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Tag: Woody Shaw

Tuesday, December 17th

sounds of New York

More of one of my favorite drummers—again at the Village Vanguard.

Ed Blackwell (drums, 1929-1992) with Mal Waldron (1925-2002, piano), Charles Rouse (1924-1988, tenor saxophone), Woody Shaw (1944-1989, flugelhorn), Reggie Workman (1937-, bass), “Git Go” (M. Waldron, excerpt), live, New York (Village Vanguard), 1985

 

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lagniappe

random sights

yesterday, Chicago

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reading table

Do you imagine that writers speak ‘as themselves’? No such selves exist.

—Peter Schjeldahl, “The Art of Dying,” New Yorker, 12/23/19

Tuesday, December 11th

voices I miss

This drummer never fails to lift my spirits.

Ed Blackwell (drums, 1929-1992) with Mal Waldron (piano), Charlie Rouse (tenor saxophone), Woody Shaw (flugelhorn), Reggie Workman (bass), “The Git Go” (M. Waldron), live, New York (Village Vanguard), 1985

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Wednesday, July 26th

voices I miss

Ed Blackwell (drums, 1929-1992) with Mal Waldron (piano), Charles Rouse (tenor saxophone, flute), Woody Shaw (trumpet, flugelhorn), Reggie Workman (bass), live (“The Git Go,” “All Alone,” “Fire Waltz”), New York (Village Vanguard), 1985

 

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lagniappe

art beat: other day, Art Institute of Chicago

Utagawa Hiroshige (1797-1858), Irises at Horikiri, 1857

Monday, July 7th

voices I miss

Drums, too, can breathe.

Mal Waldron Quintet (MW, piano; Charles Rouse, saxophone, flute; Woody Shaw, trumpet, flugelhorn; Reggie Workman, bass; Ed Blackwell [1929-1992], drums), live, New York (Village Vanguard), 1985


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lagniappe

art beat

Bruce Davidson (1933-), New York, 1980

davidson34

Wednesday, 10/20/10

Few musicians, on any instrument, give me so much joy.

Ed Blackwell, October 10, 1929-October 7, 1992

Mal Waldron Quintet (Mal Waldron, piano, with Ed Blackwell, drums; Reggie Workman, bass; Charlie Rouse, saxophone; Woody Shaw, flugelhorn), “The Git-Go,” live, New York (Village Vanguard), 1986

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Part 3

Want more of Ed Blackwell? Here.

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lagniappe

I’ve been playing with Blackwell over 20 years. We used to play when I first went to Los Angeles. Blackwell plays the drums as if he’s playing a wind instrument. Actually, he sounds more like a talking drum. He’s speaking a certain language that I find is very valid in rhythm instruments.

Very seldom in rhythm instruments do you hear rhythm sounding like a language. I think that’s a very old tradition, because the drums, in the beginning, used to be like the telephone—to carry the message.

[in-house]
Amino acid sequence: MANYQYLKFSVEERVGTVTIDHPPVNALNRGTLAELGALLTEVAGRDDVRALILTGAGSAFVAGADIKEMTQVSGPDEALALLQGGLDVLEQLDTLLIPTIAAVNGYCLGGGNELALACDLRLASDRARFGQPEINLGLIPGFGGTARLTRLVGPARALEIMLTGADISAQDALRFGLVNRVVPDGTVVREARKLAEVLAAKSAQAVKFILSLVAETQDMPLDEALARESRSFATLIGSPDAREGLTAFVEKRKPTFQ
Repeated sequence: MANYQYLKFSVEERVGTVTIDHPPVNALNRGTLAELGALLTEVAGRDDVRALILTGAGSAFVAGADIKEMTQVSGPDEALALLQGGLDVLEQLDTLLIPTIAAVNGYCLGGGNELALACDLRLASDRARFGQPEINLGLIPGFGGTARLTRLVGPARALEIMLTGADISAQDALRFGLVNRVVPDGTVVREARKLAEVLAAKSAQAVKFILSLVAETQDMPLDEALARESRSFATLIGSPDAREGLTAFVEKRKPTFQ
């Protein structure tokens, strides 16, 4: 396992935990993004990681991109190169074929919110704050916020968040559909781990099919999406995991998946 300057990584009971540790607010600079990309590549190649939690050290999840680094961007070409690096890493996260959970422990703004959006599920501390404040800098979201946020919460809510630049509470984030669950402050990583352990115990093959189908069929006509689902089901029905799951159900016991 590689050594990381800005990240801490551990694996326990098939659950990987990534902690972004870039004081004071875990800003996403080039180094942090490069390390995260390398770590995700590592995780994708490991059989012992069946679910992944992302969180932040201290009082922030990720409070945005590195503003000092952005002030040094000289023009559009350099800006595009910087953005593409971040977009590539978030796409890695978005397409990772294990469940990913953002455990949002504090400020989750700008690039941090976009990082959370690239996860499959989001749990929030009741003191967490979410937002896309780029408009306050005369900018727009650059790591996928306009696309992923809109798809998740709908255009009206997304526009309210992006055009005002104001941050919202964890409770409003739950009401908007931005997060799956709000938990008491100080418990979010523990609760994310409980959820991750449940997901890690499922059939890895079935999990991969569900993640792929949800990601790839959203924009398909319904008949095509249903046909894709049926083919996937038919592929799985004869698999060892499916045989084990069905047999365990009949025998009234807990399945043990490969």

Ornette Coleman

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In one of my clearest memories of the drummer Ed Blackwell, he sat in an Indian restaurant drawing percussion notation on the tablecloth with a felt-tipped pen. The waiters looked on, aghast, as the splodgy black figures spread across their white linen, but Blackwell, rapt in concentration behind his dark glasses, remained oblivious. Music was all that mattered to him, the drums in particular, and there was a particular point he needed to make.

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Blackwell was a deeply serious artist who, whatever his circumstances, put the music first and insisted his associates did likewise. In New York percussion circles he was seen as a teacher. He often quoted the Chinese adage, ‘Neglect your art for a day, and it will neglect you for two’, and would actively pursue other drummers whom he respected, should he feel they reneged on commitment.

I never saw him without a pair of drumsticks or homemade mallets in his hand; these he would employ constantly as much to accentuate a point as to strengthen his wrists. Some percussionists have made a cabaret act from beating out rhythms on any available surface; Blackwell would do it to fill in gaps in conversation. He played drums like that, too: the perfect listener, who could equally stimulate and inspire with his enviable grasp of polyrhythmic possibilities.

No jazz musician can claim greater authenticity than a New Orleans birth. It is the most African of US cities, where Yoruba religious practice continues and the Second Line that accompanies street-parades moves with an African strut. From the moment he could walk, Blackwell was part of that Second Line and as a child he danced in the street for pennies. That characteristic dancestep and the ‘double-clutching’ two-beat of the parade bass drum remained features of his playing, securely anchoring his adventurousness in an earlier memory.

Val Wilmer

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More from the Albertina Walker Musical Tribute

Michael McKay (voice), Delores Washington (voice), Juli Wood (alto saxophone), “I’m Still Here,” live, Chicago, 10/14/10

Saturday, 8/7/10

Let’s lift the bandstand.

—Thelonious Monk

Woody Shaw/Johnny Griffin Quintet (Woody Shaw, trumpet; Johnny Griffin, tenor saxophone; John Hicks, piano; Reggie Johnson, bass; Alvin Queens, drums), “Night in Tunisia,” live, Germany (Koln), 1986

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lagniappe

Now there’s a great trumpet player. He [Woody Shaw] can play different from all of them.

—Miles Davis

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Anthony Braxton on playing with Woody Shaw.

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reading table

Look after the sound and the sense will take care of itself.

—Adam Phillips, London Review of Books, 7/22/10 (reviewing Christopher Ricks’ True Friendship: Geoffrey Hill, Anthony Hecht and Robert Lowell Under The Sign Of Eliot And Pound)

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